Scores on the Doors #HomeGoals for the Mayor of LondonFebruary 24, 2017
Naomi Smith, Executive Director Campaigns, London First
Yesterday’s immigration figures brought with them the usual chatter about the rights and wrongs of the government’s target to reduce net migration to the tens of thousands. But rewind 20 years, and in the run to the 1997 General Election, just a tiny proportion of voters cited immigration as a top concern. Since (and arguably before) then, successive governments have simply failed to build enough homes which has, in no small part, helped to fuel concerns about population growth and immigration. Had the government facilitated the level of home building seen in the post war period, it’s hard to imagine that the anxiety about immigration would be viewed as one the greatest issues facing Britain today, as we’re currently seeing.
For a thriving city like London, which draws on talent from across the world, such widespread anxiety and the long term failure to properly plan for population change presents a major threat.
The Mayor of London, Sadiq Khan, has made clear his commitment to boosting the supply of homes for Londoners, as well as to keeping London open for business. We want to track that progress, and get London building fifty thousand new homes every year, to ensure that London really is open for all the workers our businesses need, and not just those wealthy enough to afford property here.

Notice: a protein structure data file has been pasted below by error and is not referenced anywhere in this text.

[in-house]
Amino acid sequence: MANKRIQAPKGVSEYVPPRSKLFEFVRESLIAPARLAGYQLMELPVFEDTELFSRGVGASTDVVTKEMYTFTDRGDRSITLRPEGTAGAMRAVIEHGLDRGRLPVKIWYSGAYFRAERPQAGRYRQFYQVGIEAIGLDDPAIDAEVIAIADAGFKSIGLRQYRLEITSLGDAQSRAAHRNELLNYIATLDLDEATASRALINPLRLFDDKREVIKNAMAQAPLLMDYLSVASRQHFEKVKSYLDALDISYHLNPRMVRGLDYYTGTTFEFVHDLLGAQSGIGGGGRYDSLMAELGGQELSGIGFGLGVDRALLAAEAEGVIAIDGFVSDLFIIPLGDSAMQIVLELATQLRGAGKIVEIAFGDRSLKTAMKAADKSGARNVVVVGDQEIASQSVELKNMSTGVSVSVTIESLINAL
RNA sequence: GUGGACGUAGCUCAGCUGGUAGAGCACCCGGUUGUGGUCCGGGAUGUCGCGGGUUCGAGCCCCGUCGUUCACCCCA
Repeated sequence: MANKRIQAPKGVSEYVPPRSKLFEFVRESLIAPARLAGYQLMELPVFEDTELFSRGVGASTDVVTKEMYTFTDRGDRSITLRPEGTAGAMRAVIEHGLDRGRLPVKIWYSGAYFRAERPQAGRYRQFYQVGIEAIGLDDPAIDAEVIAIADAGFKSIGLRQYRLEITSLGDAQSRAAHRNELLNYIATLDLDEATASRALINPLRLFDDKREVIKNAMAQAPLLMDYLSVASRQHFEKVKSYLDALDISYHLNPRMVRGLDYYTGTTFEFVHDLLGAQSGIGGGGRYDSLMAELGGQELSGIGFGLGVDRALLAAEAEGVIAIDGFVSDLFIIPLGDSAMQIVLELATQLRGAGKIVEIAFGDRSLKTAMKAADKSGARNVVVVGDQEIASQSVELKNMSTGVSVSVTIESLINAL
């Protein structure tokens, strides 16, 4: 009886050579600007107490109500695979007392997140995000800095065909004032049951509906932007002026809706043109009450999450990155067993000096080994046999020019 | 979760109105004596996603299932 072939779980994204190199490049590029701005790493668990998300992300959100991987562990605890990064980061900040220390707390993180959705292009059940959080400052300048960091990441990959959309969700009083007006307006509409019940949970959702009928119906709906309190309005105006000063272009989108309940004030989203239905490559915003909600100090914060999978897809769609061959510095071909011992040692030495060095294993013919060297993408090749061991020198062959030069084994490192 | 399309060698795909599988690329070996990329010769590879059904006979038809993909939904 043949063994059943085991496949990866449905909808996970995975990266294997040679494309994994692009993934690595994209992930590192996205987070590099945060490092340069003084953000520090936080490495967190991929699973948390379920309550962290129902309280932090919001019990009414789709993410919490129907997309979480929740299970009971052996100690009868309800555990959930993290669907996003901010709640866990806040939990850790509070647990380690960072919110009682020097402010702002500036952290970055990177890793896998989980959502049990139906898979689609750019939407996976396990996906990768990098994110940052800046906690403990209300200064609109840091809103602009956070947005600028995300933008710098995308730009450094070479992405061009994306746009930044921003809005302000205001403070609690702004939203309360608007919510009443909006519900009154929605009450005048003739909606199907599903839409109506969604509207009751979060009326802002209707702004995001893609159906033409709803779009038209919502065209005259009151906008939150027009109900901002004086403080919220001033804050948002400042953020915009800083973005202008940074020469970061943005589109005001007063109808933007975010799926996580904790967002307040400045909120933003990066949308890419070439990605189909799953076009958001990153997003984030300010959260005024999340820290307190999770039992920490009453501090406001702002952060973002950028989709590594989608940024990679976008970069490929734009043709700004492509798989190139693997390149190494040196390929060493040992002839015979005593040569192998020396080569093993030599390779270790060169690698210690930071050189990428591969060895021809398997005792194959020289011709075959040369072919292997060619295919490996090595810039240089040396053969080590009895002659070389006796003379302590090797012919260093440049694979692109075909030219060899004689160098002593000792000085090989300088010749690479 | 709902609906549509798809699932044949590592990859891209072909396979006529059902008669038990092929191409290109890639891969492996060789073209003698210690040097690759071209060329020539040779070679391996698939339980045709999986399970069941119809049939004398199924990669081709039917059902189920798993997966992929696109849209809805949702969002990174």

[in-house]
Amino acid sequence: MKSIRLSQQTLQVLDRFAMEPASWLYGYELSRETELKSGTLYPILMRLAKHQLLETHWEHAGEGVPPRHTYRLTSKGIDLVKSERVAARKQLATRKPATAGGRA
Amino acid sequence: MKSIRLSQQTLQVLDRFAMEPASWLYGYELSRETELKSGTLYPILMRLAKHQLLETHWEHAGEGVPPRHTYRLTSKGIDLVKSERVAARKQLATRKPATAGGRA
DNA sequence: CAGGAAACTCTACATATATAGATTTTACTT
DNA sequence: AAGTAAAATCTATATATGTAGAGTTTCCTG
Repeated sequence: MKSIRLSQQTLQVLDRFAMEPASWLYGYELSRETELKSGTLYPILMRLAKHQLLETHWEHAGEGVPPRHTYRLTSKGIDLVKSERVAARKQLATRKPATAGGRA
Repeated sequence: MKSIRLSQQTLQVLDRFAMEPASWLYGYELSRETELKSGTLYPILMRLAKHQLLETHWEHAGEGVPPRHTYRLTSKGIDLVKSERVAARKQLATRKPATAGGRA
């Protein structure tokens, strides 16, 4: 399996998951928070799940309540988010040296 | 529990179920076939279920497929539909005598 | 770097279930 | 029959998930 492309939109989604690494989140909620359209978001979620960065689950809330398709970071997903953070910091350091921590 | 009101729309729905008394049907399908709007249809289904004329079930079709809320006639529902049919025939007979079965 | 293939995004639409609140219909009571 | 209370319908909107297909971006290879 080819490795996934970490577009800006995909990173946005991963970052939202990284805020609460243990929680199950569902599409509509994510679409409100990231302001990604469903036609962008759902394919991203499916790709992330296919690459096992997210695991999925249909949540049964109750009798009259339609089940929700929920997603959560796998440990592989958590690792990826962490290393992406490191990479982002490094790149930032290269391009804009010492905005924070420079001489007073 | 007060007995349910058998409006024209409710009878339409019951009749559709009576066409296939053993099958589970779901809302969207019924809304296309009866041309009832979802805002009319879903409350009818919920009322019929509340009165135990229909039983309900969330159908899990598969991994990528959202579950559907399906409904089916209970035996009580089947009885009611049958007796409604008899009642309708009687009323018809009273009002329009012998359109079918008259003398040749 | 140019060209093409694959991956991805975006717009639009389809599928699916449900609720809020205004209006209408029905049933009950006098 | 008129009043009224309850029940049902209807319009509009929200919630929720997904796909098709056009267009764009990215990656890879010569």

Businesses stepping up
While it isn’t the job of business to fix the housing crisis, it has very much become a business problem, as firms across the capital struggle to recruit and retain the staff they need because of the exorbitant cost of living. The Fifty Thousand Homes campaign is a group of businesses, supported by Shelter, concerned about the impact of the housing crisis on London’s economic growth.
And when business faces a problem, it relies on accurate information to analyse the bottlenecks and increase production. And that’s why the Fifty Thousand Homes campaign has created a brand-new data set, using Ordnance Survey research, analysed by Grant Thornton, to keep an eye on the London housing pipeline.
Our ‘Scores on the Doors’ will track the number of applications, permissions and completions in London, and measure how many homes get lost along the way. The data will be updated twice a year, and will help everyone from planners, to the GLA and developers, to better understand where interventions are required to speed up delivery and unpick the housebuilding hold up.
Launched today, our first cut of the data shows:
• One in three new homes in London are lost after permission is granted
• It takes just over three years for a home to go from permission to completion
• On average, it takes 13 months for construction to begin after permission is granted
• Developments of 100-149 homes are more likely to get built than other sites
• In 2015 and 2016, even Zone 1 managed to build more new homes than Zone 6
The data shows just what an uphill start the Mayor has inherited, and therefore just how vital it is that we closely monitor progress towards achieving the goal of fifty thousand homes for London.
For details contact: Naomi Smith, Executive Director Campaigns, email@example.com